Mystery of the Physical World
Mystery of the Physical World ISP 209
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This 13 page Class Notes was uploaded by Ms. Mckenzie Labadie on Saturday September 19, 2015. The Class Notes belongs to ISP 209 at Michigan State University taught by Staff in Fall. Since its upload, it has received 25 views. For similar materials see /class/207734/isp-209-michigan-state-university in Integrative Studies Physical at Michigan State University.
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Date Created: 09/19/15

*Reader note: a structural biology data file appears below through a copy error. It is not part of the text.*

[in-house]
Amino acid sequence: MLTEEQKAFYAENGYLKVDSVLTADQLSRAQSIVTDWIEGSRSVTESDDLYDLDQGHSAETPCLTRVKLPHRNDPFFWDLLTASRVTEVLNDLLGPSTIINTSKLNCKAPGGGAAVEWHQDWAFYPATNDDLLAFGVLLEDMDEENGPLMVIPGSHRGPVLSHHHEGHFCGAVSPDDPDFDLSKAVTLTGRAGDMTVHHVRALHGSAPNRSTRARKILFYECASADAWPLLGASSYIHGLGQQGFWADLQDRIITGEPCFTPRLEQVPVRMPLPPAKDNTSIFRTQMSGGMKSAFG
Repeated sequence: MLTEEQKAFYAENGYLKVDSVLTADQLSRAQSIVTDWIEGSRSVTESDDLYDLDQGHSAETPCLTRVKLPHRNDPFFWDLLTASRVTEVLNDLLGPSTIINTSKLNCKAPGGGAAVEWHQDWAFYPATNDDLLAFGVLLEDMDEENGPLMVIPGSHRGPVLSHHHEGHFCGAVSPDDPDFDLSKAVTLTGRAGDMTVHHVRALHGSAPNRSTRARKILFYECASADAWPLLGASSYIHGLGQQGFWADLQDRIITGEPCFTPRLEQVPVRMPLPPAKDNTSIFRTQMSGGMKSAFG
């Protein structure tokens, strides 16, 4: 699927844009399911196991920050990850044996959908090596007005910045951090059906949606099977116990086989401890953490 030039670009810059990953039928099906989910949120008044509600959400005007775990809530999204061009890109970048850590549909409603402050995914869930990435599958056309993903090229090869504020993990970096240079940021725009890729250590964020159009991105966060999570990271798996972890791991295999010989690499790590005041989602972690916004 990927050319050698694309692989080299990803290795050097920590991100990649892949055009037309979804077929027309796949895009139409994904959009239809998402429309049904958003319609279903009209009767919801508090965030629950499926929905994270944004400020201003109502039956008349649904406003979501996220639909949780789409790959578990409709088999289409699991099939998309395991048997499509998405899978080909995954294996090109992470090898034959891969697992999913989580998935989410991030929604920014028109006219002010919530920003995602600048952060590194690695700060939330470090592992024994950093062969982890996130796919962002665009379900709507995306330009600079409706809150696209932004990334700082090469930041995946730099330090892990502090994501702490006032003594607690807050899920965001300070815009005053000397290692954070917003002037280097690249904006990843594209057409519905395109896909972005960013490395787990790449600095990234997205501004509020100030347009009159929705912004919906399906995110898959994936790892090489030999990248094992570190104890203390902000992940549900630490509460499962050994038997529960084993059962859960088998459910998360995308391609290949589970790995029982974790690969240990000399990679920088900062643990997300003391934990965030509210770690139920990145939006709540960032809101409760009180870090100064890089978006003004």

To Feel a Force Chapter 2 Spring 2002 Spring forces Chapter 2 Spring forces A The properties of an ideal spring In this chapter a language and a notation to describe all forces is developed from the behavior of elastic forces The relationship governing elastic objects and their forces W s rst codi ed by Robert Hooke and is therefore called Hooke s law An elastic object will distort stretch or compress by an amount that is proportional to applied force Most solid objects behave elastically for small applied forces Elastic objects return quickly to their normal shape when distorting forces are removed Distorting forces that are too large however can cause a permanent change in shape Objects that do not return to their natural shape have been distorted beyond their elastic limit Before the details of how to apply Hooke s law are presented the general features of the forces applied to and generated by a spring will be investigated For now consider only objects that can be represented by an ideal spring a light ie massless but strong coil spring a spring from a retractable ballpoint pen or from a mattress are accessible examples Elastic objects with signi cant mass retain many of these properties they are considered later in this text to simplify the discussion What is not stated in Hooke s law is that the distorting forces must be applied to both ends of the ideal spring Remove a spring from a ballpoint pen and hold it at only one end with the other end free not held or attached to another object See how far you can stretch it No matter how hard you attempt to pull or push on the spring the spring cannot be distorted by any signi cant amount Pushing with an open hand on one end F Entire ideal spring moves rapidly to the right Figure 21 An attempt to apply different forces to the ends of an ideal spring will fail leaving the other end free causes the spring to leave your hand rapidly without compressing as shown in Figure 21 On the other hand if you put two opposing forces of equal strength on opposite ends of the spring you can maintain the spring fixed in front of you with a visible change in length As demonstrated by this experiment and explored further in the next section forces applied to ideal springs must conform to three rules a Forces cannot be applied to only one end of an ideal spring b An ideal spring will distort if and only if forces are applied to both ends and c Forces applied to an ideal spring must be opposing forces of equal strength To Feel a Force Chapter 2 Spring 2002 Spring forces B Action and Reaction Forces In the following discussion consider only springs that are strong light massless and elastic A slinky looks like a spring but it is not elastic After distorting forces are removed it does not return to its original shape From the experimental evidence of the previous chapter it appears that two opposing forces of equal strength one acting at each end are needed to maintain an ideal spring in either a stretched or compressed state as is F F Compressed Stretched F Figure 22 A spring in compressed natural and stretched states and the forces as applied by the hands of a person necessary to maintain those states shown in Figure 22 The compressed state top is obtained by pushing in on both ends of the spring a natural state middle with no forces acting on the spring and a stretched or elongated state bottom obtained by pulling on the ends of the spring The forces generated by a person s hand are represented as an arrow attached to the spring at a point marked by the black dot Allowing some artistic license the hands are removed in Figure 23 to show WW7 Compressed F Figure 23 A spring held by forces vectors with magnitude F in compressed natural F 0 and stretched states only forces acting on the springs Any source applying these forces to the spring will distort it in the same way In contrast the object on which the forces act cannot be removed aforce must always act on an object You must push or pull on something To Feel a Force Chapter 2 Spring 2002 Spring forces The arrows are called force vectors The arrow points in the direction that the force acts with the head or tail touching the object where the force is applied The strength of a force vector is its magnitude speci ed here in two ways a with an algebraic symbol the italic letter F having a precise positive value equal to the strength of the force and b with an arrow drawn with a length proportional to the strength of the force The vector arrows are not drawn with great precision but the relative size eg large medium or small can be useful as a descriptive tool The two force vectors acting on a spring in Figure 23 have the same magnitude F the same length but act in different directions one to le and one to right The two force vectors therefore are not equal to each other the force magnitudes are the same but the force directions are different Two force vectors are equal if and only if they have the same magnitude and direction The forces shown in Figure 23 pull on the spring from outside its ends If the ends are pushed outward ie away from the center of the spring the spring will also stretch Nevertheless a convention will be used where a force acting on a spring has a vector arrow drawn outside the spring while a force generated by a spring has a vector arrow drawn within it and acting on the object at the spring end Later to display large forces generated by small objects this convention may require a magni ed scale In response or reaction to being stretched or compressed by the applied forces the spring generates the internal forces of compression C and tension T shown in Figure 24 A compressed squeezed spring generates compression forces vectors shown A C Compressed Stretched Figure 2 4 A compressed spring generates compression forces C that push the hands outward A stretched spring generates tension forces T that pull the hands inward labeled C that push outward on the objects that maintain the compression spring A stretched spring generates tension forces vectors shown labeled T that pull inward on the objects that maintain the stretch of the spring The italic letters F C or T label the force vector as in the tension T acts on and have values equal to the magnitude of the vector as in the magnitude T is equal to 17 To Feel a Force Chapter 2 Spring 2002 Spring forces The springs can be removed as shown in Figure 25 to exhibit more clearly the reaction forces acting at a point the black dot on the hands Note that each force acts on a different hand C LE Compressed T g gT a Stretched Figure 25 A compressed spring generates compression forces C that push outward A stretched spring generates tension forces T that pull inward An ideal spring shown in Figure 26 reacts by stretching or compressing in response to external forces applied in opposing directions at the ends of the spring At the same time the spring generates internal reaction forces of tension or compression acting on the hands The reaction forces produced by the spring are tension forces T in the stretched spring and compression forces C in the compressed spring Compressed Stretched Figure 2 6 The action and reaction forces of a stretched and compressed spring The statements above apply to ideal springs in the stationary states shown Transitions from the natural length to the states shown in Fig 26 are assumed to occur very slowly The force that the person uses to move the hands has the same magnitude as the force the hands apply to the spring A natural length ideal spring will instantly stretch by a small amount if the hands are moved a small distance away from the center To make that change the person must make both hands apply a small force F to the ends of the spring The change in the spring s length generates small tension forces T with an equal magnitude but opposite direction to the applied force To Feel a Force Chapter 2 Spring 2002 Spring forces For a stretched ideal spring the force magnitudes F and T will be equal T F and for a compressed spring the force magnitudes F and C will be equal C F The stretched spring somehow seems to know just how far to let the hands separate and just how much reactive force is needed to stop the distortion A spring can t know anything and yet it appears as if the spring makes a decision to generate just the right amount of force This illusion is caused by a feedback mechanism involving the motion of the hands Any tendency for the hands to move to a slightly larger separation by slightly increasing the force applied results in a corresponding increase in reaction forces that resist that motion You can try to imagine a very short time when the forces applied by the person to the hands and the reaction forces of the spring do not have the same magnitude At the end of this time you will nd the force magnitudes are again equalized In fact the two forces have the same magnitude at all times If the stretching is rapid the hands with mass attached at the end of the spring cannot not stop instantly and will continue past the point determined by the force the person applies on the hands For now consider massless springs and motion suf ciently slow that the hands move very slowly and can stop rapidly C Newton s 3rd law The mirrorlike behavior of forces acting at the ends of a spring were generalized by Newton in his 3 d law governing the forces at a point of contact between two objects Between two objects 1 and 2 an action force by l on 2 is paired with a reaction force by 2 0n 1 of equal magnitude and opposite direction For our ideal spring it is natural to associate an action force with one of the external forces acting on the spring while the reaction is the internal tension or compression force generated by the spring at the same end The internal and external forces occur simultaneously and either can be considered an action or reaction force At a contact point between objects an action reaction pair of forces always exists In these examples this occurred whenever a hand touched the end of a spring The forces applied by the two hands should not be considered an action reaction pair because they both act on the spring An action reaction pair of forces must act on dijj erent objects The 3rd Law is true in all states of motion of two objects in contact 1 at rest stationary not moving 2 moving with constant speed and direction or 3 accelerating To Feel a Force Chapter 2 Spring 2002 Spring forces speed or direction changing At a point where a person pulls or pushes on an object forces that obey Newton s 3 d law are generated through distortion of the materials at the interface The response of a slinky or chocolate pudding to a distorting force can be very dif cult to analyze however at the contact point of the distorting force a reaction force exists with the magnitude and direction required by Newton s 3 d law To become familiar with elastic forces and Newton s 3rd laws of forces consider an example that brings together the effects of compression and tension to create a stable combination In the model described in Chapter 1 all solid materials act like a spring under tension and compression as long as these forces are not too large A stiff rod shown stationary and being compressed by two hands in Figure 27 is a very strong spring The rod will react to the applied forces magnitude F by generating compression Com ressed F stiff rod F p Figure 27 A stiff rod compressed by two hands is generating compression forces magnitude C that act on the hands forces magnitude C that act on the hands and resist further compression of the rod Compressed by a distance so small that you d need a microscope to see it the rod can generate these large compression forces A strong spring is shown in Figure 28 stretched by outward forces of the same T T Stretched strong spring Figure 28 A strong spring stretched by two hands is generating tension forces magnitude T that act on the hands magnitude F The spring generates tension forces magnitude T that act back on the hands resisting further stretching Distorted by the same magnitude of force F the Figure 2 9 The internal forces acting in a stretched spring and a compressed rod attached at their ends compressed rod of Figure 27 and stretched spring of Figure 28 are now attached with the rod running through the center of the spring as shown in Figure 29 The spring remains stretched and the rod compressed the hands are no longer 20 To Feel a Force Chapter 2 Spring 2002 Spring forces needed The tension forces of the spring pull inward on the rod to keep it compressed while the compression forces of the rod push outward on the spring to keep it stretched An action reaction pair consisting of one tension and one compression force exists at each end of the combination The action and reaction rod compression rod compression forces are indistinguishable and C C the action force on one is the reaction force of the other The T T spring tension spring tension elast1c forces acting on each Figure 210 Rod compression forces keep the spring stretched ObleCt drawn OUtSIde the while the spring tension keeps the rod compressed objects to conform to the previous convention are shown separately for clarity in Figure 210 The construction of a stringed musical instrument shown in Figure 211 is closely related to the rod and spring above All stringed instruments operate on the same principle a stretched string vibrates at a characteristic frequency determined by the length T gt violin string 4 T tuning 639 SCI CW quot bod nedil C y C Figure 21 Schematic drawing of a stringed musical instrument s parts violin and tension of the string The string lies directly on the neck and body though to vibrate freely there must be a small space created by a bridge The instrument must bend slightly to counteract the offset of the string from the centerline of the instrument but that will be ignored in this discussion The string tension adjusted by a screw on which the string has been wound controls the pitch The string behaves much like a spring except its length remains constant as the tension changes The stretched string pulls inward at both ends with a tension force T A small reduction in length of the neck and body generates large compression forces labeled C in Figure 211 that maintain the string tension D Scalars Vectors and Newton s lst Law Vectors quantities having magnitude and direction are unavoidable in a description of the physical world On the other hand many physical quantities are scalars fully speci ed by a single number perhaps with units The magnitude of a vector is a scalar with a positive value Stated emphatically the magnitude of a vector cannot be negative Thus the quantity 710 lb cannot be the magnitude of a force vector 21 To Feel a Force Chapter 2 Spring 2002 Spring forces Some scalars can have negative values Examples are temperature Temp 710 OF units are degrees Fahrenheit sound intensity I 710 dB the units are decibels and an altitude A 745 ft the units are feet Some arbitrary choice for zero eg sea level for altitude determined the sign of these quantities Many physical quantities such as work and potential energy are scalars that can have either negative or positive values others such as length and kinetic energy are positive scalars and cannot take a negative value Along a straight line one dimension there exist two opposing directions Examples are 1 up and down or 2 left and right etc In one dimension the direction of a vector is speci ed by attaching a sign or 7 to the magnitude ln calculations if you see a negative sign attached to a force vector s magnitude eg 7F the direction of the force vector is negative lt s direction points opposite to and 1800 away from a force vector F that points in the positive direction The magnitude of a vector must be a positive scalar changing only its magnitude can never change the direction of a vector Because all vector magnitudes must be positive a force of 710 lb must be the full vector quantity with a 10 lb magnitude and a negative direction A positive quantity like 10 lb 10 1b can be a force vector in the positive direction or just its magnitude A symbol in bold face type such as F is used to represent a vector quantity It contains two separate parts a magnitude and a direction There are no ambiguities in the statement F 10 1b the magnitude F is 10 lb and the direction is positive Specifying the force vector as F 710 lb has the same magnitude 10 lb but a direction that is negative In handwriting script on a lecture transparency or a homework assignment a force magnitude is written with a letter ie F The full vector quantity is written as a letter with an arrow above F bold and italic letters being too dif cult to consistently reproduce by hand In this notation we can describe a situation where Mr A pulls to the right with the force A A and Ms B pulls to the left with a force B B where to the right is assigned the positive direction and to the left the negative 7 direction Forces A and B acting on separate boxes can be shown as vector B vector A A and if the forces act on the same box shown as BEA To Feel a Force Chapter 2 Spring 2002 Spring forces Acting on the same object the two force vectors A and B are said to balance if the magnitudes A and B are equal In the algebra of vectors balance means that the sum of the two vectors is equal to zero A B 0 It is intuitively obvious that for this equation to hold the magnitudes of the two forces must be the same and the force directions must be opposite Also it can be shown to be true algebraically A B 0 Step I replace vector symbols with a magnitude and a direction A B 0 Step 2 add vector 3 to both sides noting that B 3 0 A 3 Therefore the magnitudes must also be equal A B Two force vectors balance sum to zero if 1 they act on the same object 2 point in opposite directions and 3 have equal magnitudes Fach condition must be satis ed for two forces to balance If the motion of mass is unchanging stationary or moving with constant speed and direction then balanced forces act on it Newton s laws I of forces describe the effects of balanced or forces acting on a mass 1 Motion of a mass remains unchanged only by the action of balanced forces 2 Motion speed or direction of a mass changes by the action of unbalanced forces Unbalanced forces and applications of Newton s 2 1 law are addressed in a later chapter E Relationship between balanced forces and action reaction pairs The tension and compression forces acting where the spring touches the rod are members of an action reaction pair each force of the pair acts on a different object one on the rod and one on the spring Balanced forces on the other hand must act on the same object If two forces do not act on the same object they cannot balance To investigate the relationship between balanced forces and actionreaction pairs the rod and spring as shown in Figure 210 are modi ed by attaching massless hooks to the ends of the rod and attaching the stretched spring to the hooks as shown in Figure 212 The tension forces generated by the spring pull the Figure 212 Tension forces of the spring and the compression forces hOOkS Inward Whlle the a rod act on massless hooks at the end of the rod compression forces of the rod Forces are shown displaced to the side for clarity push these same hooks outward In the gure the forces are shown displaced to either side of the combined spring and rod for clarity though in reality the forces of tension and compression act through the center of each object as in Figure 29 On each hook the tension and compression forces have equal magnitudes T C and act on a single object in opposite directions and are therefore balanced Previously 23 To Feel a Force Chapter 2 Spring 2002 Spring forces a tension and compression force comprised an action reaction pair but now they are balanced forces acting on massless hooks By introducing massless hooks or glue between the two objects in contact this relationship between balanced forces and action reaction pairs can always be found The forces acting on a massless object spring hook string or wire if considered massless will always balance Balanced forces acting on an object cause it to compress or stretch The forces acting on a mass will never cancel For the spring and rod as shown in Figure 212 the forces acting clearly do not cancel they have a considerable effect on the components F The balancing of more than two forces The are a limited number of situations where just two forces are in balance More than two forces acting on a single object are in balance if the sum of those forces called the net force is equal to zero FnetF1F2mFn0 130121 The next example a spring is C C stretched and attached on the midline between the sides of a stationary rectangular frame as shown in Figure 213 The pieces of the frame are not connected to each other Only the tension of the Spring keeps the two ends of the frame in Figure 213 Spring stretched in a frame with stiff ends contact with the upper and lower pieces of the frame The short ends of the frame are very strong and will be pulled inward by the spring tension T The long sides react by generating compression forces C that also act on the frame ends Since all parts of the frame are stationary or moving with constant speed and direction the sum of the forces acting on each end of the frame must balance The two tension forces in the spring do not balance The two tension forces are equal in magnitude and opposite in C direction but they do not act on the same piece of the frame Forces must act on the same object in order to balance Focus your attention on only one end of the frame at a time the forces are just reversed on the other end At each end of the stationary frame by Newton s 1st law the two compression C forces acting in one direction and the single tension force acting in the opposite direction as shown in Figure 214 must Figure 214 Forces actng balance The net effect of the two compression forces C acting on the le end Ofthe frame 24 To Feel a Force Chapter 2 Spring 2002 Spring forces on one end of the frame must balance the effect of the spring tension T also acting on that end To accomplish this balancing the magnitudes of the tension and compression forces must have the relationship T 2C This result can be formally obtained using the vector algebra discussed earlier in this chapter Acting on the left side of the frame are two compression force vectors C C one on the top and one on the bottom and one tension vector T T The balance condition Equation 21 is met if the sum of all the force vectors acting on the left side frame is zero Cmp C bum T 0 now replace each vector by its separated form C CT0 now add 2C to both sides T 2C T 2C This relationship can also be obtained using the forces acting on the frame s right side G Pulleys Machines use pulley wheels to manipulate and exploit forces ldeal pulley wheels are massless and free to rotate without friction on an axle that is xed to a bar The rope or belt is also massless and passes over the pulley as shown in Figure 215 Both ends of the rope and bar are held xed somewhere off to the left Figure 215 A pulley wheel and rope The tension in a rope might change when it passes over a pulley wheel as implied by the subscripts on the tension magnitudes It may surprise you to learn that the magnitude of the tension forces in the top and bottom pieces of rope are the same If the tension is higher on the top it will cause the pulley to rotate counterclockwise This brings rope from the bottom increasing tension there to the top lowering the tension there The turning of the pulley wheel tightens the bottom piece of rope and loosens the top piece of rope thus equalizing the tension This is represented by the equation TT1T2 or in words the A value of the two tensions T1 and T2 are equal to each other and can be replaced in all their occurrences by the common T T value T Figure 216 Pulley axles held apart by a compressed bar The forces in Figure 215 could be generated to the left of the pulley by the situation shown in Figure 216 A belt runs over two pulleys held apart by a bar that 25 To Feel a Force Chapter 2 Spring 2002 Spring forces supports the axles The belt has a tension T while the bar is compressed between the axles This compression generates a force with a magnitude C 2T on the axles and they in turn push on each pulley to maintain the belt tension If the top of the belt is grabbed in the middle and pulled to the right and holding the bar in place the tension forces on either side will become unequal brie y the left side tension will increase and the right side tension will decrease The pulleys turn and the belt tension equalizes A stepbystep description of how the tension equalizes is left as an exercise You may have noticed that gravity did not play role in any of the examples shown Gravity is a special case that must be handled carefully to avoid a few very common misconceptions about the balancing of forces A number of future chapters will be devoted to gravity Chapter Summary 0 Force vector arrows are labeled with an italic letter symbolizing the magnitude and represented approximately by the arrow s length To simplify force vector drawings an object generating a force can be removed but a force must always be shown acting on an object 0 Force vectors are equal if and only if the magnitudes and directions are the same 0 External forces acting outward on a spring will stretch it while external forces acting inward will compress it 0 Tension forces generated internal to a stretched spring pull inward on attached objects Compression forces generated internal to a compressed spring push outward on attached objects Elastic objects will distort by an amount that is proportional to the applied force Hooke s Law A strong but lightweight coil spring is a good approximation to a massless ideal spring A slinky toy is NOT an ideal spring 0 Two forces of equal magnitude and opposing directions balanced forces one at each end are needed to maintain an ideal spring in stretched or compressed state An attempt to create an imbalance in forces acting on a massless object instead will cause it to accelerate rapidly away 0 A vector appears in print as a bold letter eg F or in script as a letter with an arrow above eg S has two parts the magnitude F positive scalar and direction a sign or 7 speci es the direction in one dimension Vectors in one dimension obey the standard rules of algebra 0 Force vectors acting on a single object are balanced if the vector sum of the forces is equal to zero Fnet F1 F2 F 0 26 To Feel a Force Spring 2002 Chapter 2 Spring forces Newton s lSt 1aW Balanced forces Will not change the motion of an object With mass This implies that With balanced forces acting on it a stationary mass Will NOT begin to move and a moving mass Will continue to move at the same speed in the same direction Balanced forces acting on an object generate internal forces of compression or tension Newton s 3 d law actionreaction Acting at the boundary between objects are forces With equal magnitude and opposite direction one force acting on each object These forces do not balance because they do not act on the same object 27